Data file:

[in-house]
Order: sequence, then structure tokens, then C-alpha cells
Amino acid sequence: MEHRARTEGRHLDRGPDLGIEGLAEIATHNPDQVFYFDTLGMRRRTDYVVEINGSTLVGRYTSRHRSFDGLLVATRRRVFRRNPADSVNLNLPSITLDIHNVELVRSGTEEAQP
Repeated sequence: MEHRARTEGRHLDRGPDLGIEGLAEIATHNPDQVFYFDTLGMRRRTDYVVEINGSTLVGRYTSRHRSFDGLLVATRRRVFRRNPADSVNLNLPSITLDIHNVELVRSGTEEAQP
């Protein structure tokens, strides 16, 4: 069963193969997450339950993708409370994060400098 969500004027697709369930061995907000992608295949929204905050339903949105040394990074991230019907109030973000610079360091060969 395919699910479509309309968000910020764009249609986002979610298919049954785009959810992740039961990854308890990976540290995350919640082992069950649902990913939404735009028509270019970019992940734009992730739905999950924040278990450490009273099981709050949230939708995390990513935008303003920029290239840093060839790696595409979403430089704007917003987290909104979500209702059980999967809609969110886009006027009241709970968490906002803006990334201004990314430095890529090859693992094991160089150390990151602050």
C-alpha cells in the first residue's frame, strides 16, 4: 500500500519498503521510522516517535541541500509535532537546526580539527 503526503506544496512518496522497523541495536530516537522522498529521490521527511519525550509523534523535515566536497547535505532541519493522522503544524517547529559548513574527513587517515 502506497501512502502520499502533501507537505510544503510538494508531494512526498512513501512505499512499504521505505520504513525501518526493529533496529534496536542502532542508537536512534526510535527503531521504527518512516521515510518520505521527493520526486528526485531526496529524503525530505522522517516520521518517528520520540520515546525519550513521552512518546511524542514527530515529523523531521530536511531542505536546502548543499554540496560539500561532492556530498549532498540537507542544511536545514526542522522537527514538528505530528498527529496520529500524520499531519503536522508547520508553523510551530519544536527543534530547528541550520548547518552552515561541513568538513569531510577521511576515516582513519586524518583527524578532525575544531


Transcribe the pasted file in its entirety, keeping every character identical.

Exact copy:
[in-house]
Order: sequence, then structure tokens, then C-alpha cells
Amino acid sequence: MEHRARTEGRHLDRGPDLGIEGLAEIATHNPDQVFYFDTLGMRRRTDYVVEINGSTLVGRYTSRHRSFDGLLVATRRRVFRRNPADSVNLNLPSITLDIHNVELVRSGTEEAQP
Repeated sequence: MEHRARTEGRHLDRGPDLGIEGLAEIATHNPDQVFYFDTLGMRRRTDYVVEINGSTLVGRYTSRHRSFDGLLVATRRRVFRRNPADSVNLNLPSITLDIHNVELVRSGTEEAQP
């Protein structure tokens, strides 16, 4: 069963193969997450339950993708409370994060400098 969500004027697709369930061995907000992608295949929204905050339903949105040394990074991230019907109030973000610079360091060969 395919699910479509309309968000910020764009249609986002979610298919049954785009959810992740039961990854308890990976540290995350919640082992069950649902990913939404735009028509270019970019992940734009992730739905999950924040278990450490009273099981709050949230939708995390990513935008303003920029290239840093060839790696595409979403430089704007917003987290909104979500209702059980999967809609969110886009006027009241709970968490906002803006990334201004990314430095890529090859693992094991160089150390990151602050």
C-alpha cells in the first residue's frame, strides 16, 4: 500500500519498503521510522516517535541541500509535532537546526580539527 503526503506544496512518496522497523541495536530516537522522498529521490521527511519525550509523534523535515566536497547535505532541519493522522503544524517547529559548513574527513587517515 502506497501512502502520499502533501507537505510544503510538494508531494512526498512513501512505499512499504521505505520504513525501518526493529533496529534496536542502532542508537536512534526510535527503531521504527518512516521515510518520505521527493520526486528526485531526496529524503525530505522522517516520521518517528520520540520515546525519550513521552512518546511524542514527530515529523523531521530536511531542505536546502548543499554540496560539500561532492556530498549532498540537507542544511536545514526542522522537527514538528505530528498527529496520529500524520499531519503536522508547520508553523510551530519544536527543534530547528541550520548547518552552515561541513568538513569531510577521511576515516582513519586524518583527524578532525575544531